The extension and flexion gap will therefore be out of balance. What’s more, the probability of ligament injury will get higher if the bone resection increases. Specifically, the collateral ligament on the vertex side gets loose, and the contralateral ligament needs releasing, but an equal ligament balance under the circumstances of both extension and flexion can be hardly achieved. It is believed that intra-articular compensatory osteotomy can only correct frontal deformity that <20° and <30° in the femur and the tibia, respectively, and a highly constrained knee is required as well (24). As we all know, posterior-stabilized knee implants require only slight ligament attenuation. In mildly attenuated, loose, or imbalanced medial collateral ligaments, constrained condylar knee implants represent the most efficient option (25,26). Meanwhile, rotating hinge knee prostheses should be preferably employed in more serious cases (27). For constrained condylar knee implants and hinge knee prostheses, the stem needed to be accommodated in the medullary cavity. However, the anatomic axis was zigzagged, which is more manifest for single-level osteotomy solutions and makes it difficult to implant prostheses. Even though there has been offset for stem in the current prosthesis, it’s still difficult to put it into the medullary cavity for these cases. For the reason of impingement of the stem upon the proximal lateral tibial cortex, hinge knees with tibial stem extensions, which are essential for the cases of ligament compromise impairment, cannot be used.
In summarized, we tried to identify various factors to be considered in the treatment of lower extremity deformity cases by the simulation of osteotomy plan on lower limb deformity and the subsequent TKA, and hoped the current treatment plan would not be regrettable in the future treatment of joint degeneration. Corrective osteotomy is not the end of the treatment for patients with multiapical lower limb deformities. With regard to the present case, we operated the abnormal anatomy of the bone to correct the mechanical axis. Apart from bone healing and alignment restoration, TKA due to future degeneration must be taken into serious consideration. Bone stock, bone healing, soft tissue balance, biomechanical force, joint motion, limb appearance, prosthesis adaption, are all concerned in this activity. A sufficient and excellent preoperative plan of osteotomy is necessary not only for achieving present correction of alignment, but also for achieving a successful TKA yet to come and avoiding potential complications. Limitations also existed in the study: (I) we only focused on tibia osteotomy without further femur osteotomy because of the patient’s choice; (II) no biomechanical analysis of muscle strength and ligament balance has been implemented; (III) though TKA simulation had been performed on bilateral lower limbs deformity with different magnitude of correction, the change of mechanical axis on coronal and sagittal plane were analyzed and the rotational deformity had not been concerned.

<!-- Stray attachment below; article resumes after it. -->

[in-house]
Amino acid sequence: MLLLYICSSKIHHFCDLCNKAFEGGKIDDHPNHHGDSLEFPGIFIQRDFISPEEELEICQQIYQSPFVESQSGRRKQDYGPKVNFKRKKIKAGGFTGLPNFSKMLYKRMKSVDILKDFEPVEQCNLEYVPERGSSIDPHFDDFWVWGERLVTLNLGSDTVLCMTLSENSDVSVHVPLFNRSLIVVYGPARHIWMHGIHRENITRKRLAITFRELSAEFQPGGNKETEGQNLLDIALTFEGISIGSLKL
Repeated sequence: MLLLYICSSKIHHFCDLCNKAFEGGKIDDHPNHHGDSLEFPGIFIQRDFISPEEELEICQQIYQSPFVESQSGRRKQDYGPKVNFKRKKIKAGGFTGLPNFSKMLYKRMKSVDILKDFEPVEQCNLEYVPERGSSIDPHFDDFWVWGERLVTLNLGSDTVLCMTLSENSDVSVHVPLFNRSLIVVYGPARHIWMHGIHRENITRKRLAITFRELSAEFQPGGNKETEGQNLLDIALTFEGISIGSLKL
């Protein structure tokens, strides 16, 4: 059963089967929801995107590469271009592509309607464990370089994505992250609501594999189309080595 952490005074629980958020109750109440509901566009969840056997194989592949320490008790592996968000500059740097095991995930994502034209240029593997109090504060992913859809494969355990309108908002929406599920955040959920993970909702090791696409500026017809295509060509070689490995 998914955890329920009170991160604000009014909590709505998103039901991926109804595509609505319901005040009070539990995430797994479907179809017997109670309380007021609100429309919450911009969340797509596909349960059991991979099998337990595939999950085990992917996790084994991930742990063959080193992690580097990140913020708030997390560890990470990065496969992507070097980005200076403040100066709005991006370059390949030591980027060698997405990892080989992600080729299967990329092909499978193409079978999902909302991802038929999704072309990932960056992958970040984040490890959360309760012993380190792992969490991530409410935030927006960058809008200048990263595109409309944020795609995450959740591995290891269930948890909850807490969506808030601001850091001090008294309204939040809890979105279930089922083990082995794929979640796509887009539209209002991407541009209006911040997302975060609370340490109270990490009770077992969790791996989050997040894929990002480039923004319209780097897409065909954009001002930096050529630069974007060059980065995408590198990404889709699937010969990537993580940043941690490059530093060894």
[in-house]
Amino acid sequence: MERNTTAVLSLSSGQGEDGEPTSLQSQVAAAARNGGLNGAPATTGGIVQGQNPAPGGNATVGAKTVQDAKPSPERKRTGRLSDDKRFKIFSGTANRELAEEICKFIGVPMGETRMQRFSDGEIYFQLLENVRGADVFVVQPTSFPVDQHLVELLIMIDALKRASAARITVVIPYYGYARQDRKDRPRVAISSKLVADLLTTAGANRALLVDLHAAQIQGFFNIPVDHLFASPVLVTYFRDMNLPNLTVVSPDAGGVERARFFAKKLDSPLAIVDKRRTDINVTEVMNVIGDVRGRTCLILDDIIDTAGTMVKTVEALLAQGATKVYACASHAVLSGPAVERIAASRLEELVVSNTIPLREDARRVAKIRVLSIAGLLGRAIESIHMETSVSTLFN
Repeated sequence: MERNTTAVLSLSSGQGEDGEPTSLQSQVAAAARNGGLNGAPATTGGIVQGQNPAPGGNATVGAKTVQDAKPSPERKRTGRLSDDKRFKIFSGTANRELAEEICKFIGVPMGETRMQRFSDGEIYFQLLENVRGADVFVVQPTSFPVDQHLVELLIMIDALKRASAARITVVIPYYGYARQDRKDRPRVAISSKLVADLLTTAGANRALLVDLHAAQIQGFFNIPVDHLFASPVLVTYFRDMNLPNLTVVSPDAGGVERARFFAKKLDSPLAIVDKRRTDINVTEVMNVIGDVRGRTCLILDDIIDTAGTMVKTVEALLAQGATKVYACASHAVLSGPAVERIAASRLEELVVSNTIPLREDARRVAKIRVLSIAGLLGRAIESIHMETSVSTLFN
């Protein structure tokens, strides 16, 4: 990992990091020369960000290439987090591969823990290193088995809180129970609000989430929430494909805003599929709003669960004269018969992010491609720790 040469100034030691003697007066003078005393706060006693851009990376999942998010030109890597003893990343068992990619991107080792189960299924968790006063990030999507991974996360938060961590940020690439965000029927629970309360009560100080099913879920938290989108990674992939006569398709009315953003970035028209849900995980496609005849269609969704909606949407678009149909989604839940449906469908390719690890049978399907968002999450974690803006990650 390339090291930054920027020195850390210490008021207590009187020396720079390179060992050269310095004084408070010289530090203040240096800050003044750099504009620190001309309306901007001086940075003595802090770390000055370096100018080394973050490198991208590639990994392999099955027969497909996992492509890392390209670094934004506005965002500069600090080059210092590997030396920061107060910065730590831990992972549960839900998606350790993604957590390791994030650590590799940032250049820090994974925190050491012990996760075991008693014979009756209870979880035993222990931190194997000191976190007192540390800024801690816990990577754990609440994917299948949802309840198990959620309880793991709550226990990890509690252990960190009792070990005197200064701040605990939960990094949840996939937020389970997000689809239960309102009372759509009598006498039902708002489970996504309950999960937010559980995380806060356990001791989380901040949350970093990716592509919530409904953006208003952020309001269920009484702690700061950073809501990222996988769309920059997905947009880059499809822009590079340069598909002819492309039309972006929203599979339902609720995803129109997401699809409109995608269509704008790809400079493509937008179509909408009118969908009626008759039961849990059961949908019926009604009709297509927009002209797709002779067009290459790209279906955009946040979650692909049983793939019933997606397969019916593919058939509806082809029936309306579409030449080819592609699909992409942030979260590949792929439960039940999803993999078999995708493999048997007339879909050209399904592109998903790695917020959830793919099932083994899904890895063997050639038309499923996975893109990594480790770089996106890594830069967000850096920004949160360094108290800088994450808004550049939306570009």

Funding: The study was funded by the Science and Technology Planning Project of Guangdong Province (grant number: 2014A020215009, 2014A020212060, 2013B051000024), and by the Science and Technology Planning Project of Guangzhou City, China (grant number: 201803010011).
Conflicts of Interest: The authors have no conflicts of interest to declare.
Ethical Statement: The study was approved by Sun Yat-sen Memorial Hopspital Ethics Committee (No. SYSEC-KY-KS-2018-013). Written informed consent was obtained from the patient for publication of this manuscript and any accompanying images.
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Cite this article as: Xu J, Zhang Y, Li D, Huang Y, Cai Z, Ma R. Different osteotomy solutions influence future total knee arthroplasty in patients with multiapical lower extremity deformities. Ann Joint 2018;3:30.